We spent most of our day on the campsite doing 3 loads of washing, but we did manage a nice walk by the river, and a splendid meal in the campsite restaurant. The campsite pool, bar and restaurant were beautifully designed, and I’m sure that in peak season in the sun, they are well used. During our stay after the heavy rain, with puddles everywhere it wasn’t quite so appealing.
Next day we again moved all of half a mile back to the Aire. There were a couple of dog friendly attractions in the area that were too good to miss.
Firstly we visited the site of discovery of what became known as Cro Magnon man. It is a world heritage site, and there was an excellent exhibition with good timeline guides, before we moved outside to see the actual site. Cro Magnon is French for Magnon’s Hole. It was a an excellent way of presenting the story of Homo Sapiens.
We completed our visit while enduring a few rain showers, but managed to get back to Wotan without getting drenched. After lunch while Nefyn and I enjoyed our post lunch snooze, Chris visited the museum. I think she was a little disappointed as there wasn’t much of an English translation to explain the exhibits.
We left Les Eyzies on Saturday morning, and headed off to visit the Roque St. Christoffe. A troglodyte settlement fortified to help protect the regIon from Viking incursions. A truly remarkable construction on 5 levels. Finally destroyed during the French wars of religion.
From here we headed off cross country in a north west direction, aiming for the Ile de Ré. We overnighted in a free Aire with electric in Genté, having moved on from our initial choice as it was so uninspiring.
On Sunday we continued our cross country drive allowing Madam Tomtom to pick our route for us. We had lunch in a small village called Aubray, where we caught the small Sunday market, and finally ended up here at Les Amis de la Plage, in the early afternoon. It was very overcast as we arrived, and the site didn’t look too inviting, but as the sun appeared it improved. Finally a 50 metre walk to the beach in the late afternoon sun, and we felt at home.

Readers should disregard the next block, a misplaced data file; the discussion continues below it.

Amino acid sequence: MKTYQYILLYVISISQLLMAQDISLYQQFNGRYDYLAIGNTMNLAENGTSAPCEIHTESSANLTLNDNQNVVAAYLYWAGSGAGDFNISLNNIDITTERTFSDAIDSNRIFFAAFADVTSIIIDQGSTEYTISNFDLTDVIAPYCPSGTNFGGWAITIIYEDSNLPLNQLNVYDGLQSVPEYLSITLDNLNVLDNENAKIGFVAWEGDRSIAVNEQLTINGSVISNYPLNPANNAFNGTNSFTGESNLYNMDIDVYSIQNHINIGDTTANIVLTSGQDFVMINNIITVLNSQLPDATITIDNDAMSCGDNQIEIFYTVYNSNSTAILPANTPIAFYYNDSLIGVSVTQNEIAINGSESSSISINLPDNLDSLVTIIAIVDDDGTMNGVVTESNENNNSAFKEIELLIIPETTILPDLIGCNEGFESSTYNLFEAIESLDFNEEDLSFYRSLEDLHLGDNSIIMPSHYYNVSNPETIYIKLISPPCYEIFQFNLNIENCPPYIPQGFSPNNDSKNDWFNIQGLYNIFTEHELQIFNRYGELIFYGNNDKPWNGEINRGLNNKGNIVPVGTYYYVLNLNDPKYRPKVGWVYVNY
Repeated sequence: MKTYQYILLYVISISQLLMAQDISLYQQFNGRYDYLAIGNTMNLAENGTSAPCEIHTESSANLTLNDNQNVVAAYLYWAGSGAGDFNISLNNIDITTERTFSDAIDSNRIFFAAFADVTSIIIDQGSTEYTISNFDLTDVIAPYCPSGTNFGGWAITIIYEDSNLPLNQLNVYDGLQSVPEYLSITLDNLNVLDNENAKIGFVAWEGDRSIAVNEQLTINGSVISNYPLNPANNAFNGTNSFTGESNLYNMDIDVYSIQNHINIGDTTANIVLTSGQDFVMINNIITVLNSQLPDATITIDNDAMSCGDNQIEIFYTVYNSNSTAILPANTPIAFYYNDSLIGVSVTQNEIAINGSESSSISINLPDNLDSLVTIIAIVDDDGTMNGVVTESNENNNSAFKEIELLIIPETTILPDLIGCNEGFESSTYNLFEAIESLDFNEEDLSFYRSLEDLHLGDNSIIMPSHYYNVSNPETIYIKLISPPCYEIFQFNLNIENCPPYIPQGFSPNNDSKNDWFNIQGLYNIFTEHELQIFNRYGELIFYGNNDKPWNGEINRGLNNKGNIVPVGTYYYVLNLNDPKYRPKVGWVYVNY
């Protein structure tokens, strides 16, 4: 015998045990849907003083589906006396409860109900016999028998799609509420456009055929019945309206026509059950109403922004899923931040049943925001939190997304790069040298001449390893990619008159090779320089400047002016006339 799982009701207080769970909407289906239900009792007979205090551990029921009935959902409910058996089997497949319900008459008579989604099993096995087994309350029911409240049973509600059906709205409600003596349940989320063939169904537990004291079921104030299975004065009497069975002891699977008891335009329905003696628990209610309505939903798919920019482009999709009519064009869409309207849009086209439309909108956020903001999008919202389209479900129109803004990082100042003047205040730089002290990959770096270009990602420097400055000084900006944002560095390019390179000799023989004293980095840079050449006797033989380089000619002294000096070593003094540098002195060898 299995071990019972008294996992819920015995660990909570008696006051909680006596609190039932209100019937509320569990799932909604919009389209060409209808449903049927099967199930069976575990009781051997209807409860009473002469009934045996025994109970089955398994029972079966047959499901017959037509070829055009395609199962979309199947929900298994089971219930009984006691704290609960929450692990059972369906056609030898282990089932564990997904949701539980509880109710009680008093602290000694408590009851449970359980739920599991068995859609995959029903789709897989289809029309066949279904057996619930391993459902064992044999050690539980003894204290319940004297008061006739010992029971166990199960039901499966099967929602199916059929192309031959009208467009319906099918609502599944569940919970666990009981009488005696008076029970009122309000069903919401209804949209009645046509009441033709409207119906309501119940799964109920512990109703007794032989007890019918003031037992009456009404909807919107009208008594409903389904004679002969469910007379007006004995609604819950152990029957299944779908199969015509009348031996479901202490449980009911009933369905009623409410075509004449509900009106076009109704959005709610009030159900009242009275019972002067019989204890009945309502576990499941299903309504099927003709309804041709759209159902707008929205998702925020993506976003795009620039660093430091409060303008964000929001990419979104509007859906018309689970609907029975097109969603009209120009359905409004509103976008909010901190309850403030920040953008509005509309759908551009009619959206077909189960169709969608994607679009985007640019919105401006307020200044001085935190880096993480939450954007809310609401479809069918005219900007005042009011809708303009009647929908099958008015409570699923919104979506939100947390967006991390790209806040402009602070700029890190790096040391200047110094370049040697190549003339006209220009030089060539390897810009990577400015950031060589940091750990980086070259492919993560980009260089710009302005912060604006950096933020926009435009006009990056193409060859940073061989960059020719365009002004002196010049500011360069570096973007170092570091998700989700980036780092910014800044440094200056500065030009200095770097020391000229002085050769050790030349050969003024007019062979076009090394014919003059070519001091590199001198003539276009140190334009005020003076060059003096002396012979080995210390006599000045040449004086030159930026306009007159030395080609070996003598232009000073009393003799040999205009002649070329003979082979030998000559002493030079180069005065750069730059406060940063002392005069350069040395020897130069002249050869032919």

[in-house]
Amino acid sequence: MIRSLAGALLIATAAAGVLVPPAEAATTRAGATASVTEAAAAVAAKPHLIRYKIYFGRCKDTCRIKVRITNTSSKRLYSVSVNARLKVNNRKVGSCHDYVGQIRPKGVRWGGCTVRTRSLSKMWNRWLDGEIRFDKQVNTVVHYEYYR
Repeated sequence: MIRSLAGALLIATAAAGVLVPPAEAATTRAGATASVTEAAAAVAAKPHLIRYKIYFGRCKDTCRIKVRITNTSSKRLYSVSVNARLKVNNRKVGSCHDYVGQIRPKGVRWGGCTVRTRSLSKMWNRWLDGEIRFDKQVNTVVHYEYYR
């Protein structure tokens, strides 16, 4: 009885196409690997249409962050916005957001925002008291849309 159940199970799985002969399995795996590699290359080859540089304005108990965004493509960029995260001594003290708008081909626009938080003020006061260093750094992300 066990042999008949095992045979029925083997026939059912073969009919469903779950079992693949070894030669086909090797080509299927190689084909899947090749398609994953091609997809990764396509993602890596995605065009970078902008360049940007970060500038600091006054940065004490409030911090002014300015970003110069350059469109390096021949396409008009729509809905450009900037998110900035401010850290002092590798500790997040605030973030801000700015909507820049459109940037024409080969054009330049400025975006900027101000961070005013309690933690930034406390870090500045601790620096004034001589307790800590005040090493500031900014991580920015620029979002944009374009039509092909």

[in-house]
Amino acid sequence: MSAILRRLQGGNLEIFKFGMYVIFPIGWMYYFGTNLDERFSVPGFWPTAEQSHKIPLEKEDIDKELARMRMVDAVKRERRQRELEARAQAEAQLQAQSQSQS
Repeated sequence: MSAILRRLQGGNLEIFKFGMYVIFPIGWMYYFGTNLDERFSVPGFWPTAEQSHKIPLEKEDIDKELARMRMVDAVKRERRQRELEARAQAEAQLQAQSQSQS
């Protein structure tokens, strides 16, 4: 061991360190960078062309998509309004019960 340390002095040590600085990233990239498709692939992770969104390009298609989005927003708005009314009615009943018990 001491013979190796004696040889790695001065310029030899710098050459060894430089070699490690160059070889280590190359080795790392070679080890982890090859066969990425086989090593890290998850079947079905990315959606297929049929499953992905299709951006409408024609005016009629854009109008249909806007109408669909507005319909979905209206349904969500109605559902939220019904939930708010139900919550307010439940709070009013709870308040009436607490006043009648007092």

Our intended destination had been Domme, but all the roads up to the hill top Bastide seemed barred to Mohos. This was a little strange as we had the sat nav coordinates of an Aire right at the town walls. We decided discretion was the better part of valour, and instead headed for La Roque Gageac. It was a great choice. Officially one of the most beautiful villages in France, on the banks of the Dordogne, and an Aire no more than 50 metres from both.
After a lunchtime nap we set off to explore the village. Check out the photos below. We finished our tour with a massive ice cream. So large that I didn’t need any supper.
Arriving back at the Aire we started chatting to the German couple next door. They were great company and we spent a most enjoyable couple of hours watching the sun go down, drinking wine and swapping stories. Nefyn was able to wander off lead although she did make a break for the river at one point
Next day ( Wednesday ) we headed to Sarlat. It was market day, and town was very very busy, packed with what seemed to be mainly British tourists. The market seemed to have genuine local produce on sale, and was fascinating. We didn’t buy anything, but I was sorely tempted by another hat!
We searched in vain for the market square we’d had lunch in 35 years ago, but in vain. I think I must have got my memories mixed up, and we were in another town. Back at the singularly unimpressive Aire in Sarlat, in the rain, we decided to move on and at about 5pm headed to Les Eyzies. We found the Aire easily enough and after setting up camp we set off in the drizzle to explore the village. I think the photos below give a better description than I can.
It rained very heavily overnight and in the morning we moved less than half a mile to La Rivière campsite, to get our washing done.
With just over 3 weeks of our trip left we decided to head towards the Dordogne and then eventually head north. The quickest way to the Dordogne valley was via the Auvergne, so we headed off the an ACSI site in St. Nectaire, mainly because the site blurb promised free wifi. It was a fairly long drive, but scenic, especially the last hour or so. When we arrived the site office was closed, but as instructed we chose a pitch and made ourselves at home.
What started as a possible one or two night stopover finally ended up lasting 4 nights. The site was typically Dutch owned ACSI standard. Very clean facilities, with excellent wifi. We met a few other British couples while staying there, in particular our next door neighbours Rhys and Jen who were originally from Caerphilly. They had also bought their Moho from CLV!
We didn’t do a great deal during our stay other than a couple of walks, one of which involved a lovely lunch in a typical French restaurant, made all the more special as Nefyn was allowed to accompany us. The town of St Nectaire was an old spa town, with several hot mineral springs although now very run down after the closure of the spa
No taking of the waters these days!
Frolicking in the Fields